Entries linking to ball-club
"round object, compact spherical body," also "a ball used in a game," c. 1200, probably from an unrecorded Old English *beal, *beall (evidenced by the diminutive bealluc "testicle"), or from cognate Old Norse bollr "ball," from Proto-Germanic *balluz (source also of Dutch bal, Flemish bal, Old High German ballo, German Ball), from PIE root *bhel- (2) "to blow, swell."
Meaning "testicle" is from early 14c. (compare ballocks). Ball of the foot is from mid-14c. Meaning "rounded missile used in warfare" is from late 14c. A ball as an object in a sports game is recorded from c. 1200; meaning "a game played with a ball" is from mid-14c. Baseball sense of "pitch that does not cross the plate within the strike zone" is by 1889, probably short for high ball, low ball, etc.
Ball-point pen is by 1946. Ball of fire when first recorded in 1821 referred to "a glass of brandy;" as "spectacularly successful striver" it is c. 1900. Many phrases are from sports: To have the ball "hold the advantage" is from c. 1400. To be on the ball is from 1912; to keep (one's) eye on the ball in the figurative sense is by 1907, probably ultimately on golf, where it was an oft-repeated item of advice. Figurative use of ball in (someone's) court is by 1956, from tennis.
The head must necessarily be steady, for it is most important that you should keep your eye fixedly on the ball from the moment that the club-head is lifted from the ground until the ball is actually struck. "Keep your eye on the ball," should be your companion text to "Slow back." [Horace G. Hutchinson, "Hints on the Game of Golf," 1886]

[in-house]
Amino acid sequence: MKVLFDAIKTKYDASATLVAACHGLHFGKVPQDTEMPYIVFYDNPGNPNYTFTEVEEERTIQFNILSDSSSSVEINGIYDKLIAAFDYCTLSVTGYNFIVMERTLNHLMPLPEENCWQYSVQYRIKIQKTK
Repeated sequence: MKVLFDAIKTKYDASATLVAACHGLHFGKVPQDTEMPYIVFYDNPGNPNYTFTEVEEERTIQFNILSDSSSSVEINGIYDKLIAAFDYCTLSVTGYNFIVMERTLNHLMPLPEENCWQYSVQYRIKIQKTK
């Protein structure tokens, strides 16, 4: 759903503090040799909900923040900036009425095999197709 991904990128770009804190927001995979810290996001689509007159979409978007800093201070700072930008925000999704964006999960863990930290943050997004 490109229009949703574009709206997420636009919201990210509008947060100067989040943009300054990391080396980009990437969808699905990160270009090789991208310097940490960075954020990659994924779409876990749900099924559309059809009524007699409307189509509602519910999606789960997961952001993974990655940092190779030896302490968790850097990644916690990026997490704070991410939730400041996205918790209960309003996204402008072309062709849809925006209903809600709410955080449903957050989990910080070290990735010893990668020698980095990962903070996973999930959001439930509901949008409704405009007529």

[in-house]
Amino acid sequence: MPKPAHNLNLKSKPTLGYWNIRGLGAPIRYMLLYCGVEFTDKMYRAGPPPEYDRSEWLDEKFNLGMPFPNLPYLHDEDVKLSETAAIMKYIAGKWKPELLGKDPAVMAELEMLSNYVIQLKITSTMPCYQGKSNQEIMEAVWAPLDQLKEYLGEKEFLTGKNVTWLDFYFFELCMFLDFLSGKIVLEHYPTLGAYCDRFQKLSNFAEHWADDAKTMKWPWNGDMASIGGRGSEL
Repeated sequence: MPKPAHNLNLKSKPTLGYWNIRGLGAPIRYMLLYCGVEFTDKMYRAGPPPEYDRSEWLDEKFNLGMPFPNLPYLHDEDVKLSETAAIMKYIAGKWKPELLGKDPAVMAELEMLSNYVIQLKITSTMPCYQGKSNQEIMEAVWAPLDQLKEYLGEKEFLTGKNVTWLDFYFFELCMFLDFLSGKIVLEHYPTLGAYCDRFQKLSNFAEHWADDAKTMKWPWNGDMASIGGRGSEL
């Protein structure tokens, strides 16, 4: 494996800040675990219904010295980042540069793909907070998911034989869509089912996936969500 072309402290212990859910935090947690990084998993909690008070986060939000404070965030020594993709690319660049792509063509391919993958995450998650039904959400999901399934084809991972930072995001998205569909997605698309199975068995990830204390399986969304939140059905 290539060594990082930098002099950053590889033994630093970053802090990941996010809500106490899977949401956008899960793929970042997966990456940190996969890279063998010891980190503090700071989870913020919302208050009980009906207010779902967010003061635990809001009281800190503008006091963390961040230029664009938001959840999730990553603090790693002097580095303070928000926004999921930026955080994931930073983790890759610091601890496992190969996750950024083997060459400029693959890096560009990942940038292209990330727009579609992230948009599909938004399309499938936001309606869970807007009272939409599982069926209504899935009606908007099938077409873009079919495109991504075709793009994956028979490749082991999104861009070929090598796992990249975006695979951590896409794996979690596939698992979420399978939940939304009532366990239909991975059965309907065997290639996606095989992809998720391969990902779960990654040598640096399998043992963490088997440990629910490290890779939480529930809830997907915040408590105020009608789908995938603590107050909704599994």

Once a meeting is over, someone will be expected to do something. Make sure it is someone else. This is known as keeping the ball in their court. [Shepherd Mead, "How to Get Rich in TV Without Really Trying," 1956]
c. 1200, "thick stick wielded in the hand and used as a weapon," from Old Norse klubba "cudgel" or a similar Scandinavian source (compare Swedish klubba, Danish klubbe), assimilated from Proto-Germanic *klumbon and related to clump (n.). Old English words for this were sagol, cycgel. Specific sense of "bat or staff used in games" is from mid-15c.
The club suit in the deck of cards (1560s) bears the correct name (Spanish basto, Italian bastone), but the pattern adopted on English decks is the French trefoil. Compare Danish klr, Dutch klaver "a club at cards," literally "a clover."
The sense "company of persons organized to meet for social intercourse or to promote some common object" (1660s) apparently evolved from this word from the verbal sense "gather in a club-like mass" (1620s), then, as a noun, "association of people" (1640s).
We now use the word clubbe for a sodality in a tavern. [John Aubrey, 1659]
Admission to membership of clubs is commonly by ballot. Clubs are now an important feature of social life in all large cities, many of them occupying large buildings containing reading-rooms, libraries, restaurants, etc. [Century Dictionary, 1902]
I got a good mind to join a club and beat you over the head with it. [Rufus T. Firefly]
Join the club "become one of a number of people having a common experience" is by 1944. Club soda is by 1881, originally a proprietary name (Cantrell & Cochrane, Dublin). Club car is from 1890, American English, originally one well-appointed and reserved for members of a club run by the railway company; later of any railway car fitted with chairs instead of benches and other amenities (1917). Hence club for "class of fares between first-class and transit" (1978).
The club car is one of the most elaborate developments of the entire Commuter idea. It is a comfortable coach, which is rented to a group of responsible men coming either from a single point or a chain of contiguous points. The railroad charges from $250 to $300 a month for the use of this car in addition to the commutation fares, and the "club" arranges dues to cover this cost and the cost of such attendants and supplies as it may elect to place on its roving house. [Edward Hungerford, "The Modern Railroad," 1911]
Club sandwich recorded by 1899 (said to have been invented at Saratoga Country Club in New York), apparently as a type of sandwich served in clubs, or else because its multiple "decks" reminded people of two-decker club cars on railroads.